You’ll Love The Story Behind The Factory at Franklin’s New Carousel

Ken Means has been carving his legacy for 30 years. Now, it’s about to come to life at The Factory at Franklin in the form of a carousel full of Means’ menagerie of animals, chiseled from wood and painted from his imagination.

Means started his career as a truck driver, but art was what occupied his mind during long hours on the road. As a young man, he took classes at Otis College of Art and Design in Los Angeles, and ultimately went to work there. He taught adult education in the evenings, running the wood shop and the bronze foundry on campus.

When Ken and his wife, Betty, settled in Coos County, Oregon, he took an interest in the Native American artwork of the Pacific Northwest, and he studied with native populations and taught their children. But it was his own children who planted the seed of an idea that would take the next three decades to manifest.

“I carved a horse as a Christmas present for my kids when they were little, 28 years ago,” he explains. “They had a ball on it, and it just kept going. All artists want to leave something behind, but I didn’t want to create art that sat somewhere collecting dust, that people couldn’t touch.”

Means had first found carving as a way to add more dimension to his paintings. He’d crafted pieces for Hollywood and the famous Knott’s Berry Farm theme park, so his wheels had been turning. The dream became a carousel as more figures came to mind—and eventually to reality—over the years. He launched a school where art students would imagine fanciful figures, carve them with gouges and chisels from basswood, and then finish them with spectacular paint schemes. Means would work alongside them.

Today, there are 32 characters in total, spanning the animal kingdom and delving into the fantasy world of centaurs, dragons and unicorns. Each is inspired by a children’s fable, and all are bubbling with character and personality. Two chariots have been created with collapsible seats and safety features, so those who use wheelchairs or are too young or old to sit on a horse can still enjoy the experience.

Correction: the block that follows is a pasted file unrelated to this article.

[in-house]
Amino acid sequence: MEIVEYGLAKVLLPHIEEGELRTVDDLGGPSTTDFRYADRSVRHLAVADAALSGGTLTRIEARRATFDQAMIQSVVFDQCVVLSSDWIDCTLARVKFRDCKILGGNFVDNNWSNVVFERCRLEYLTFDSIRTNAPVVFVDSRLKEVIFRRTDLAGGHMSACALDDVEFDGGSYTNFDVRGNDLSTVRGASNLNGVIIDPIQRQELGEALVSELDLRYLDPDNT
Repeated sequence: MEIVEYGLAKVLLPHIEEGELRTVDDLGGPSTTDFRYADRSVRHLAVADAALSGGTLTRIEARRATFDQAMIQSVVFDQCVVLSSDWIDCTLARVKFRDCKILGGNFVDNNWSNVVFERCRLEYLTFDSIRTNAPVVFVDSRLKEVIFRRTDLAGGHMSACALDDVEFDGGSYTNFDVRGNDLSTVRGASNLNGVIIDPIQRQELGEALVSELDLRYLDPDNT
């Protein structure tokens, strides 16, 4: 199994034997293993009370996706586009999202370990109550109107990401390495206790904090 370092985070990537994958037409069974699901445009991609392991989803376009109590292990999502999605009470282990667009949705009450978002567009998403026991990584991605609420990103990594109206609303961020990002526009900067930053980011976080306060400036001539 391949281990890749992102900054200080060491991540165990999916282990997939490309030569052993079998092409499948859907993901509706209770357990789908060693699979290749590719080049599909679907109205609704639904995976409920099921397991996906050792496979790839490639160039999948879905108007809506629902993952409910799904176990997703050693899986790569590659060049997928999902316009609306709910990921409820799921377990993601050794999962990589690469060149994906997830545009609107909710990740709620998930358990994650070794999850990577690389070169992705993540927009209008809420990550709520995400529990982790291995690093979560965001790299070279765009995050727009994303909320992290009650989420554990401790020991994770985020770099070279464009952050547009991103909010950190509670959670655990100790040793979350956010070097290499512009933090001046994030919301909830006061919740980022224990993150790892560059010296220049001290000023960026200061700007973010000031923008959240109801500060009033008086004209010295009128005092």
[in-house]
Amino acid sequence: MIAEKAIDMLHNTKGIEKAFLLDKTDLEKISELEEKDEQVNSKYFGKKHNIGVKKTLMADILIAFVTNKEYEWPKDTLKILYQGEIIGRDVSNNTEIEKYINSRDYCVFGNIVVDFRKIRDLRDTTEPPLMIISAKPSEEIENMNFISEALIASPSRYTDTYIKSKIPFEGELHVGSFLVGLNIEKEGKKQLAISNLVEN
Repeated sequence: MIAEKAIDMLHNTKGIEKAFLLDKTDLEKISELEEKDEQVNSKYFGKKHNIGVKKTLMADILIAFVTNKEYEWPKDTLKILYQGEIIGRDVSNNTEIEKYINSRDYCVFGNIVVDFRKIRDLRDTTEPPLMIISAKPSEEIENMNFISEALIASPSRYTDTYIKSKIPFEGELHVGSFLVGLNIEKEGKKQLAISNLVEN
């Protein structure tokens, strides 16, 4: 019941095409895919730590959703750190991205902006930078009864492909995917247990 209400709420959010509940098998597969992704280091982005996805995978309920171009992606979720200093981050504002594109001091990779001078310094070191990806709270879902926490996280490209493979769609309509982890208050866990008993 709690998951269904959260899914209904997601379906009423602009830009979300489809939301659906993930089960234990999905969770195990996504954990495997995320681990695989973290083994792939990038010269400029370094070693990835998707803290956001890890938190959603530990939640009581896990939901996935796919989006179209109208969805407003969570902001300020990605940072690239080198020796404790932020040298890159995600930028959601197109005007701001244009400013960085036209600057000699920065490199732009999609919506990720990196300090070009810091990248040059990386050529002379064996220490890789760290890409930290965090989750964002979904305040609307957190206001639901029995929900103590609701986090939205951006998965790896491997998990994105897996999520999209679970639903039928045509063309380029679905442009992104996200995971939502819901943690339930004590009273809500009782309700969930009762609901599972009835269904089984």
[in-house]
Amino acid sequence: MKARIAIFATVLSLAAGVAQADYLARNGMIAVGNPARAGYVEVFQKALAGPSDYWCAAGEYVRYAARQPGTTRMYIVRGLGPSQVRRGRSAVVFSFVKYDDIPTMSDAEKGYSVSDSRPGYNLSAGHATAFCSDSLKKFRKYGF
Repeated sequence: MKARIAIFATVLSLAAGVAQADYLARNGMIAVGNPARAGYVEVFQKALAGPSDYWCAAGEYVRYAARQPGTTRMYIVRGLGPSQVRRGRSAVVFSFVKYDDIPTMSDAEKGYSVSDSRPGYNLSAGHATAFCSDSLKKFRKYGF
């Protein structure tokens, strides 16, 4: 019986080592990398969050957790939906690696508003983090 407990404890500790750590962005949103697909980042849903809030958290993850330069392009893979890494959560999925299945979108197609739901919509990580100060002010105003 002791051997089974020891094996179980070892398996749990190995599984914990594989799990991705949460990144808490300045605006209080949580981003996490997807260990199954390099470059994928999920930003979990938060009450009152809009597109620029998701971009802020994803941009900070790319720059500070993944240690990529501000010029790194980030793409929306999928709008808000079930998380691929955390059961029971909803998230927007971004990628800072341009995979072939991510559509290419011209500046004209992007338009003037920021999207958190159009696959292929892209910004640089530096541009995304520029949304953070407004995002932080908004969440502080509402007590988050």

“It is important to us that everyone be able to ride,” Means says. “A grandparent can bring a grandchild. That time together is so important, and we want to help make that possible.”

Betty Means, an artist in her own right, has been working on other elements of the carousel—among them the stained glass that will adorn the center “dog house” that includes the mechanical works as well as the band organ. 

“You’ve got to have a band organ if you’re going to have a carousel. That’s the bottom line,” Betty says with a laugh. “You’ll be able to see the movements through the glass, as it plays seven different instruments, like a 1920s Wurlitzer.”

Together, they’ve built the cabinets and crafted the decorative and operative components that will bring the entire carousel together into a functioning landmark for generations to come. They have a lot of fun together, as they have for decades, and point out that each of the animals has a time capsule inside.

“A hundred years from now, when someone has to rebuild one of the animals, they’re going to find it,” Means says. 

The carousel is slated to open in the late spring or early summer at The Factory, and the Means aren’t sure who will be more excited when it does. As more families have come across the studio in recent years, the buzz has continued to grow.

“To see the delight on faces when people walk through, especially people who remember riding a carousel, it’s just such wonderful memories, and there are more to be made,” he says. “It’s the right thing to do for an artist. For me.”